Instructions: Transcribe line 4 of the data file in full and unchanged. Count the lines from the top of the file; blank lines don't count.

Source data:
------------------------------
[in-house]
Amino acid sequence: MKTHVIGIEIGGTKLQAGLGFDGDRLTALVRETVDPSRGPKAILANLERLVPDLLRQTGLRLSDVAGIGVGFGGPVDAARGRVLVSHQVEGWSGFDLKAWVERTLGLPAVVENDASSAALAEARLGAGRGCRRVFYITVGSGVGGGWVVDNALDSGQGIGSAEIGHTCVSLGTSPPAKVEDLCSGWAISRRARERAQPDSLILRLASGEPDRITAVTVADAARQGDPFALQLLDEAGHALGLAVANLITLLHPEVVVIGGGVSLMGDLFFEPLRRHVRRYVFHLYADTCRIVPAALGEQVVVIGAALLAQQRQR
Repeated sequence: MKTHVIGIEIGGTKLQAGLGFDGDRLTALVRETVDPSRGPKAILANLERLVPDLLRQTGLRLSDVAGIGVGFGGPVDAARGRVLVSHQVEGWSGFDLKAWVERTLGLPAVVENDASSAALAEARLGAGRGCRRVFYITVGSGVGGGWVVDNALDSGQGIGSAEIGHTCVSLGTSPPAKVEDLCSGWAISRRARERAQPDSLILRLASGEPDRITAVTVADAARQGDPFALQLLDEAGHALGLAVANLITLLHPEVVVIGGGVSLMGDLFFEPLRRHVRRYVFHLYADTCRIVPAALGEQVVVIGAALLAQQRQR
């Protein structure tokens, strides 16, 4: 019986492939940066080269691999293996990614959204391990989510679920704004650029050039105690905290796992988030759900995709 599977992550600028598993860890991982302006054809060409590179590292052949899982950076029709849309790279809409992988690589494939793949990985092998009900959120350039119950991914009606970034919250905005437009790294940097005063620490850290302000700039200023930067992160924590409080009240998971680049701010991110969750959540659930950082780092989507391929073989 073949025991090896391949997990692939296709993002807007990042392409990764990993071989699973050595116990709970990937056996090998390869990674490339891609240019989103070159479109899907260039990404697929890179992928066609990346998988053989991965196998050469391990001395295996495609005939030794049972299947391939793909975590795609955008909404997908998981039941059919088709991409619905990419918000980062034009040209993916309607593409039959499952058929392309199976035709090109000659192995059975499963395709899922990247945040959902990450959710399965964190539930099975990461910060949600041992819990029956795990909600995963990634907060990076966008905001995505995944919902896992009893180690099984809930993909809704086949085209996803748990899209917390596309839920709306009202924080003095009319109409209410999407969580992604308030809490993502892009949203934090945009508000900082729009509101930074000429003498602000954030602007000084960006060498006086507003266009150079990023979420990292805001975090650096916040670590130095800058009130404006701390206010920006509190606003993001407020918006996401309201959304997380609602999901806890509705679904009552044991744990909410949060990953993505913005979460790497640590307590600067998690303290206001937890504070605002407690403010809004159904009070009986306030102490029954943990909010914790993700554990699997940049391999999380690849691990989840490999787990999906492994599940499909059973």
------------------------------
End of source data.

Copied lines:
């Protein structure tokens, strides 16, 4: 019986492939940066080269691999293996990614959204391990989510679920704004650029050039105690905290796992988030759900995709 599977992550600028598993860890991982302006054809060409590179590292052949899982950076029709849309790279809409992988690589494939793949990985092998009900959120350039119950991914009606970034919250905005437009790294940097005063620490850290302000700039200023930067992160924590409080009240998971680049701010991110969750959540659930950082780092989507391929073989 073949025991090896391949997990692939296709993002807007990042392409990764990993071989699973050595116990709970990937056996090998390869990674490339891609240019989103070159479109899907260039990404697929890179992928066609990346998988053989991965196998050469391990001395295996495609005939030794049972299947391939793909975590795609955008909404997908998981039941059919088709991409619905990419918000980062034009040209993916309607593409039959499952058929392309199976035709090109000659192995059975499963395709899922990247945040959902990450959710399965964190539930099975990461910060949600041992819990029956795990909600995963990634907060990076966008905001995505995944919902896992009893180690099984809930993909809704086949085209996803748990899209917390596309839920709306009202924080003095009319109409209410999407969580992604308030809490993502892009949203934090945009508000900082729009509101930074000429003498602000954030602007000084960006060498006086507003266009150079990023979420990292805001975090650096916040670590130095800058009130404006701390206010920006509190606003993001407020918006996401309201959304997380609602999901806890509705679904009552044991744990909410949060990953993505913005979460790497640590307590600067998690303290206001937890504070605002407690403010809004159904009070009986306030102490029954943990909010914790993700554990699997940049391999999380690849691990989840490999787990999906492994599940499909059973």